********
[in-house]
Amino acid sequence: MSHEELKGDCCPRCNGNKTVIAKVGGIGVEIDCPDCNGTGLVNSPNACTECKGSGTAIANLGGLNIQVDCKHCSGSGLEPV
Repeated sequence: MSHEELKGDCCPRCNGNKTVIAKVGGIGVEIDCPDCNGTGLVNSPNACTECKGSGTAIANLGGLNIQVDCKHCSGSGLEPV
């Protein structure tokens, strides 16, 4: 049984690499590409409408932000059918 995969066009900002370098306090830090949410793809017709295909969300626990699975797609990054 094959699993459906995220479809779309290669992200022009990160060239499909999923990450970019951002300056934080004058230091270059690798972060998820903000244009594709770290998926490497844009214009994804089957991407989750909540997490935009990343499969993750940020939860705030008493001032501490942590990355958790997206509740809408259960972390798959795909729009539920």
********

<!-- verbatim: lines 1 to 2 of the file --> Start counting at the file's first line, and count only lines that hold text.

[in-house]
Amino acid sequence: MSHEELKGDCCPRCNGNKTVIAKVGGIGVEIDCPDCNGTGLVNSPNACTECKGSGTAIANLGGLNIQVDCKHCSGSGLEPV